Tom Karangelov Interview
By Lui Elliot
Tommy! How are you doing?
Good, how are you?
I’m good. What are you doing right now?
I’m in Portland. I’m shooting photos for a Poler Stuff look-book thing. Some of my friends work here, so they asked if I could help.
Where are you living now?
I live in Long beach.
What’s the situation like? How are you liking it?
I’ve lived there for four years but I stay really low key. A lot of people don’t know that I live there.
Should I not print that?
Nah, it’s funny. I just live there, but I don’t really skate there too much. I don’t go to skateparks there.
Do you still skate in Huntington Beach a lot?
Sometimes, when I’m meeting up with Matt Bublitz or some of my other friends. I’ll meet them at the Whole Foods or something. But I don’t go down there to skate much either.
Ride-on 50-50 no comply polejam in a low-key alley Photo: Pires
I feel like I’ve already done that in other video parts and I thought that going into San Pedro or parts of South Central would be easier to find things that I’m into. I don’t feel like people really skate those areas as much as you’d think. They also look a lot cooler than Huntington.
Tell me about Charlie.
Charlie’s my pug, one of my best friends. He’s four years old and a cancer survivor. We found out that this lady had two pugs that she absolutely loved and they were having puppies. She was giving them to her family members but we ended up taking one. His original name was Thumper because he has one white paw. I changed his name to Charlie.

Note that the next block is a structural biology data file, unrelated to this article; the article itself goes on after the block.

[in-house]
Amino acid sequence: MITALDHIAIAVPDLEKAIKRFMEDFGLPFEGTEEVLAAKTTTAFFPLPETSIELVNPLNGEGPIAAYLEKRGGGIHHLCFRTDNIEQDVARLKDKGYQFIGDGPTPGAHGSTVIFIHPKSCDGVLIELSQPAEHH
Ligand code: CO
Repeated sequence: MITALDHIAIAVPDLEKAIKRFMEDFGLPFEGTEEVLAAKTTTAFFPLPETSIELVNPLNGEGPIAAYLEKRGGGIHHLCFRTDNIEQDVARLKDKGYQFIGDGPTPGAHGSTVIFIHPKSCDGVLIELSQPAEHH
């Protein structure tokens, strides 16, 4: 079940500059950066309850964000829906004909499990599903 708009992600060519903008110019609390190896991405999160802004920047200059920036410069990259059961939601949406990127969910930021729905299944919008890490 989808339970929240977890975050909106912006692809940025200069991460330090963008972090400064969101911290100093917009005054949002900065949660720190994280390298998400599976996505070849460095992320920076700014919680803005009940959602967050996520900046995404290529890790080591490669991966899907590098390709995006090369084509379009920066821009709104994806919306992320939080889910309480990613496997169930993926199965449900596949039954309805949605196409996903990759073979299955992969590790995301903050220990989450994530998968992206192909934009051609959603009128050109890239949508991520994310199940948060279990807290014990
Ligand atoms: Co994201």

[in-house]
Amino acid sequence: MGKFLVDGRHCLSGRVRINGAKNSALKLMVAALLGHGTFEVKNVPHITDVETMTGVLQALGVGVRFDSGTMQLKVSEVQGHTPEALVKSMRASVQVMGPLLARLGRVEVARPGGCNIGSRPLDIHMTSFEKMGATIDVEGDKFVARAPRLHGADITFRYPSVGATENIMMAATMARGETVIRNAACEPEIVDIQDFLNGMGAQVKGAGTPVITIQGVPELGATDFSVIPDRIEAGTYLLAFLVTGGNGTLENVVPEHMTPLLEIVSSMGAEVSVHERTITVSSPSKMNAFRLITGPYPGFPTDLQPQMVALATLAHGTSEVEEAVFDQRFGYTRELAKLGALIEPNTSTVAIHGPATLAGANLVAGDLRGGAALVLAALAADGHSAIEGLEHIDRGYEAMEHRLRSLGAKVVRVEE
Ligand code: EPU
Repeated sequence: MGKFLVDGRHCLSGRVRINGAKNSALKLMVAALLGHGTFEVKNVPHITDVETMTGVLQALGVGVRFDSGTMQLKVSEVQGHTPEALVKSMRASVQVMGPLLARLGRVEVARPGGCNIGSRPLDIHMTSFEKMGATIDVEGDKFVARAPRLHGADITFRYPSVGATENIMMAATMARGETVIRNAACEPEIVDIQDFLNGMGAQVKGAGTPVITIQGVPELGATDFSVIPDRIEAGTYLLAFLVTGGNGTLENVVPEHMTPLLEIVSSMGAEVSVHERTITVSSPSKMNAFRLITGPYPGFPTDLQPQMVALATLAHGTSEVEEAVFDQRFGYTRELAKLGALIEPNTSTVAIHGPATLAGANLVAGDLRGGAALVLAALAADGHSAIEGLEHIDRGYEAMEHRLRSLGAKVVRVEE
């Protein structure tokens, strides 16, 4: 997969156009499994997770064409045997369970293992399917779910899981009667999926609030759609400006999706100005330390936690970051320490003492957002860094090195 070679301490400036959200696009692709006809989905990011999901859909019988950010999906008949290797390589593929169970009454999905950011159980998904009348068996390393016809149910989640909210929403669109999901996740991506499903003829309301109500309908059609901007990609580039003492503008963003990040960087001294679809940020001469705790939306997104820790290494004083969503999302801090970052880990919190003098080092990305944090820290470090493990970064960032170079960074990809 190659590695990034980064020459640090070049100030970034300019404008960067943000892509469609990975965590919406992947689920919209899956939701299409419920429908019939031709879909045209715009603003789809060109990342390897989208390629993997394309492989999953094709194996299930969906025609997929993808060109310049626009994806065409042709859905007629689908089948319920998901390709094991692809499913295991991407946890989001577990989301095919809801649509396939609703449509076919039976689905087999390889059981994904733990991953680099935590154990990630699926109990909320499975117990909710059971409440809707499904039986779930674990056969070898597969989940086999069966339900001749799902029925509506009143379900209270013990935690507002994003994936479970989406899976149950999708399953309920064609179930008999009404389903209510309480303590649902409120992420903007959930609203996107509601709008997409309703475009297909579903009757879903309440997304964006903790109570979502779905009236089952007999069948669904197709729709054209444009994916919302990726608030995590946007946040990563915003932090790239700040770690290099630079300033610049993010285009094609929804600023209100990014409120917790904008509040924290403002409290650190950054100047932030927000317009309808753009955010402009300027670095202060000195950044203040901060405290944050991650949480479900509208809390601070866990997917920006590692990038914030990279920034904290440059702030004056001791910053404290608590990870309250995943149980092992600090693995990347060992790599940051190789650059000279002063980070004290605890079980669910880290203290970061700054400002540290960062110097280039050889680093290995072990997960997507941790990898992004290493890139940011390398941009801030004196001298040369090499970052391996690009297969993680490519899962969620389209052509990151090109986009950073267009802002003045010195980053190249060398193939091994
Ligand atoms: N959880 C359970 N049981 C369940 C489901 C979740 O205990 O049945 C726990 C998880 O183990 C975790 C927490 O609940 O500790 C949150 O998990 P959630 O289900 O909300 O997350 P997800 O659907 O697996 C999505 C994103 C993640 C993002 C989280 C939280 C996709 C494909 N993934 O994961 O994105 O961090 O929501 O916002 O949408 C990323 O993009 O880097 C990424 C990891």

Where did you get the name Charlie from?
My girlfriend Cristina named him. There was a video at the time that was going viral, the Charlie bit my finger one. So, he’s named after that but he’s got a lot of names: Chuck, Steve, Charles Xavier because he looks paralyzed sometimes. Steve is a common one when he’s being bad. He’s got a lot of names.
Around a lot of people, you have a deadpan, serious look on your face. But when you’re with your bros, you have a smile the whole time. Do you have a sort of social anxiety? Is it hard to let loose around a lot of people?
Yeah, I would think so but I feel like a lot of people might feel that way. Do I have a serious face? I didn’t even know that. I guess I try to figure everybody out, so that’s the face that I give off. Every skateboarder is different so you think, “I wonder what this dude’s vibe is?” before you say, “What’s up?” or something. That’s what makes me anxious to be around people. Sometimes you’re stoked on a person and you would like to say the right thing before you come out swinging with your personality. You want to make sure you’re not going to trip them out or something.
Definitely a spot that’s overlooked on the daily, gap to 5-0 Photo: Pires
What qualities in a person freak you out?
In a non-skater, I think being really normal. Having a 9-to-5 or talking about normal stuff trips me out, because as a skateboarder you’re always around people that are really creative and fun but then when you get dinner with someone, like your girlfriend’s friend’s boyfriend, they’re into things that you’re not. They might be like, “Oh, you’re into skateboarding? That’s cool. I use to do it when I was a kid,” so you just get tripped out being a skateboarder. You kind of just want to be around really creative people. It’s pretty awkward sometimes because you tell them that you’re 27, 28 and you still skateboard. They usually respond with asking if you do contests or skate the halfpipe. I usually tell them that I skate buildings around my city and people get tripped out by it.